I have been teaching swimming since I was twelve. I'll save you the math -- it's been 31 years.
I have taught hundreds of kids, and tens of adults. I have had students of all ages and all levels, from 3 months to 65 years, from beginners to advanced swimmers.
I teach all stroke forms, water survival, and even a bit of water ballet. I focus on improving technique and endurance.
The one thing I do not teach is competitive swim.
All my kids know how to swim. They have been in the water since they were babies.
This year, both my eldest daughter and my son have not attended swimming classes regularly; they are too busy and get out of school too late.
At the beginning of this year, my son expressed his intention to go swimming on his own, in the mornings, before school. His stated goal: to work out for half a year, then join the swim team.
The task turned out to be more challenging than he expected (for all sorts of reasons). He did not make it to the pool very often.
Two weeks ago, after Breichat Yerushalayim (The Jerusalem Pool) closed for the winter, HaPoel Yerushalayim (The Jerusalem Swim Team) started training at Ramat Rachel (the pool where I teach).
My son decided to try out for the team. This past Monday, he rushed to the pool, after school.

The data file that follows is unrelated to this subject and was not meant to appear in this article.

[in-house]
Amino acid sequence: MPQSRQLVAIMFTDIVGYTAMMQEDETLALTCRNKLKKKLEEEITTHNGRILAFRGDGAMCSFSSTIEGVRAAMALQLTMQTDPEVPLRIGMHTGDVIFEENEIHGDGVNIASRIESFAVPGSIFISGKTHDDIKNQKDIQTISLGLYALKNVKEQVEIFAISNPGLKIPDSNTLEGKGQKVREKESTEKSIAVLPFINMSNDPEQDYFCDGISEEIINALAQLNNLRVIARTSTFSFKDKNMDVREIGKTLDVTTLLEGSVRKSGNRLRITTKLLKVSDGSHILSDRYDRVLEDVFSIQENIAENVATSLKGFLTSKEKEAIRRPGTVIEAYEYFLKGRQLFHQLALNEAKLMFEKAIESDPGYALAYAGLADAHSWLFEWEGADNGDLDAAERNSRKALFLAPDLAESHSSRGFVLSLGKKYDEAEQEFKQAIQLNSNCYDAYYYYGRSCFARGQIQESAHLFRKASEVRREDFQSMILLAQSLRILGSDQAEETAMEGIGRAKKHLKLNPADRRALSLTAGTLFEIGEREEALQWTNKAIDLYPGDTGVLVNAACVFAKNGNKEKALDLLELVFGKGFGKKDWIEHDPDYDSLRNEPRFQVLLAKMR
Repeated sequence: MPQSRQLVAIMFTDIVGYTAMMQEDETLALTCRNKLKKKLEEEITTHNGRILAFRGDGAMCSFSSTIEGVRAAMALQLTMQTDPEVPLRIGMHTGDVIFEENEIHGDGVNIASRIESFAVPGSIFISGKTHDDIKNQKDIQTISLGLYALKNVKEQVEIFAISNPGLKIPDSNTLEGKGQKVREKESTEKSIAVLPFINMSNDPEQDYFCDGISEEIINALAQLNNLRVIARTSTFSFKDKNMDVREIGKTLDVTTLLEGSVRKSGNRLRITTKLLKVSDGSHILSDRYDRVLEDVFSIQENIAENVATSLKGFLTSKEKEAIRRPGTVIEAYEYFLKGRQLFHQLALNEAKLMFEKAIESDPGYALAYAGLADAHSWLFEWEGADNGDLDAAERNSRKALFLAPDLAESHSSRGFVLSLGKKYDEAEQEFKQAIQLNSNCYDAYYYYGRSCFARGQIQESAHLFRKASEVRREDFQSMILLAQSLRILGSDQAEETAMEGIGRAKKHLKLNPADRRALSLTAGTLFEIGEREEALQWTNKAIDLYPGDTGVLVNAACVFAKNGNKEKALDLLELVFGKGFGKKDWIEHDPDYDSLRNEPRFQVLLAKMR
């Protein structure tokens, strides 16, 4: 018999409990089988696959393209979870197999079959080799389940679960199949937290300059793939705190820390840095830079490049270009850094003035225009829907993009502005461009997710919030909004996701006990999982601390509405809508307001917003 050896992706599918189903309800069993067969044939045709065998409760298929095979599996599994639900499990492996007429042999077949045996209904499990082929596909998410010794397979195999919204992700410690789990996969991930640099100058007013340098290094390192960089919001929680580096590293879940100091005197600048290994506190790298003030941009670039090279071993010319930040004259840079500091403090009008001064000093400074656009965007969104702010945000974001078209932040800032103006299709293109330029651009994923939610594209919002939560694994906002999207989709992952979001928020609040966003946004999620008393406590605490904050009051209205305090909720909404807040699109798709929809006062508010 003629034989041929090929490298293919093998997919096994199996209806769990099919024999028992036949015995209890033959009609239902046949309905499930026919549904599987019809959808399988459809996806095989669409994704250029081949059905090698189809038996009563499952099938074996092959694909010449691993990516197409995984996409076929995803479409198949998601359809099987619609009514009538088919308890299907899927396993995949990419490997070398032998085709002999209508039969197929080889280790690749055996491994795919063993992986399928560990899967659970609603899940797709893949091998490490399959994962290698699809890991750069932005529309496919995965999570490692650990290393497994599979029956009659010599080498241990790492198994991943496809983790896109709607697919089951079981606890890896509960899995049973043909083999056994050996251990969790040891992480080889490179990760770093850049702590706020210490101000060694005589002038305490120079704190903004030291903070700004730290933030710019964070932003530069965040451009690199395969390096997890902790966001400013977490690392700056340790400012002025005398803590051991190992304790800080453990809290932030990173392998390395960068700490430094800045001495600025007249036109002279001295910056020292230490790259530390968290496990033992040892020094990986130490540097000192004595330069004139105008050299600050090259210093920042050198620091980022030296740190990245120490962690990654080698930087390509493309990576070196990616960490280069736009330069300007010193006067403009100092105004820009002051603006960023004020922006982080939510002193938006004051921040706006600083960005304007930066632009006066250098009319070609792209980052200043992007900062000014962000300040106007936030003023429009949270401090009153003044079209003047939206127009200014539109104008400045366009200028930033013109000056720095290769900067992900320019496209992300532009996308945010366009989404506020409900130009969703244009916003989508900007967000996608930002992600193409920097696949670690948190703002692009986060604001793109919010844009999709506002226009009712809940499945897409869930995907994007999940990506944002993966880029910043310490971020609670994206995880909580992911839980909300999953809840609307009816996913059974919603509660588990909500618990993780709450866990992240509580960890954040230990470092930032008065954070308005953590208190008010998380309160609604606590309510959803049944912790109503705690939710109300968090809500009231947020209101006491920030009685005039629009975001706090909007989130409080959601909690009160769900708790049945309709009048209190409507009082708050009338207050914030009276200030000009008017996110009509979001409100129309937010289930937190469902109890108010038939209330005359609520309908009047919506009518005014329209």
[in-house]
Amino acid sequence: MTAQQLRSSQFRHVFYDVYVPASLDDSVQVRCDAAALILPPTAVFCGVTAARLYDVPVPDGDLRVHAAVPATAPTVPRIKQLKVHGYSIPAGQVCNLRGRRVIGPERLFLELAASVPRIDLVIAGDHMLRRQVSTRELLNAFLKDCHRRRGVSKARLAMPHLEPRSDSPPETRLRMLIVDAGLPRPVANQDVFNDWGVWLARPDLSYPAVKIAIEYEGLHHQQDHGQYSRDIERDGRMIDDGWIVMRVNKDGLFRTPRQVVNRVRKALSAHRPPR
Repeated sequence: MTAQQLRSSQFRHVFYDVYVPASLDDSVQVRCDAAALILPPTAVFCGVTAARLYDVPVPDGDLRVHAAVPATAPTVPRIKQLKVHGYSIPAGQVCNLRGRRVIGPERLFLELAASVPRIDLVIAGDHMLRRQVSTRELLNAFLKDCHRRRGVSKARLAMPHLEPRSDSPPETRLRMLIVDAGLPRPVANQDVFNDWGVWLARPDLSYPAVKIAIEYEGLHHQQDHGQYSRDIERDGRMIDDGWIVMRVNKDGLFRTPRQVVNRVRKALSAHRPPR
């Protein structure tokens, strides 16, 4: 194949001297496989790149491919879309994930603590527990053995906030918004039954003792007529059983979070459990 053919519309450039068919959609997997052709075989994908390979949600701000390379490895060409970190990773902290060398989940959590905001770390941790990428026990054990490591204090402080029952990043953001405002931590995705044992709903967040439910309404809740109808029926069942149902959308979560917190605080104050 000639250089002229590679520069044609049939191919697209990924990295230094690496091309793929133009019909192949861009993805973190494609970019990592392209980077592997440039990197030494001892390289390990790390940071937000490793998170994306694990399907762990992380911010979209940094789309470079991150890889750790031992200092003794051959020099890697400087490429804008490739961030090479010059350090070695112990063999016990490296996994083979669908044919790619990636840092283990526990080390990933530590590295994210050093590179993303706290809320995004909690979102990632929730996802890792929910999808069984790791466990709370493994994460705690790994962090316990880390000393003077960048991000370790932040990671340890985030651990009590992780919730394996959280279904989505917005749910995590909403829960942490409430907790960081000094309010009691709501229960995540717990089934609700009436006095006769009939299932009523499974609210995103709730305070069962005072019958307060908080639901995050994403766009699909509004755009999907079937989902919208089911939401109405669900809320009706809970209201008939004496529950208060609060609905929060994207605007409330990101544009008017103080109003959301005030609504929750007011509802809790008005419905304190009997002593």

The coach watched him swim.
When my son got out of the pool, the coach told him, and me, that his technique is good, but that he needs to work on building up his stamina.
That my son needed to work on his endurance came as no surprise. He has not really been swimming since last year.
Last year, mid-year, when I had to switch chemo days from Tuesdays to Thursdays, I had to move all my swimming classes from Thursdays to Mondays. Unfortunately, my son had sayarut (scouts) on Mondays and could not get to the pool on time.
What I was not expecting, was to hear how good his form was.
The style I teach is different from the way the kids on the team swim. Also, when I see my son swim, there are all sorts of little details that I see, that need improvement.
As my son was swimming for the coach, one of the older kids on the team commented that my son has a strong back (it is unclear if he was referring to my son's back or his backstroke); either way, it was clearly a complement.
Then, the coach noted my son's good technique.
I have been teaching the same form for the last 31 years. Recently, I started wondering if the style I teach might be outdated.
It was so nice to get positive feedback from a serious trainer.
I feel validated.
Please daven (or send happy, healing thoughts) for RivkA bat Teirtzel.
With love and optimism,
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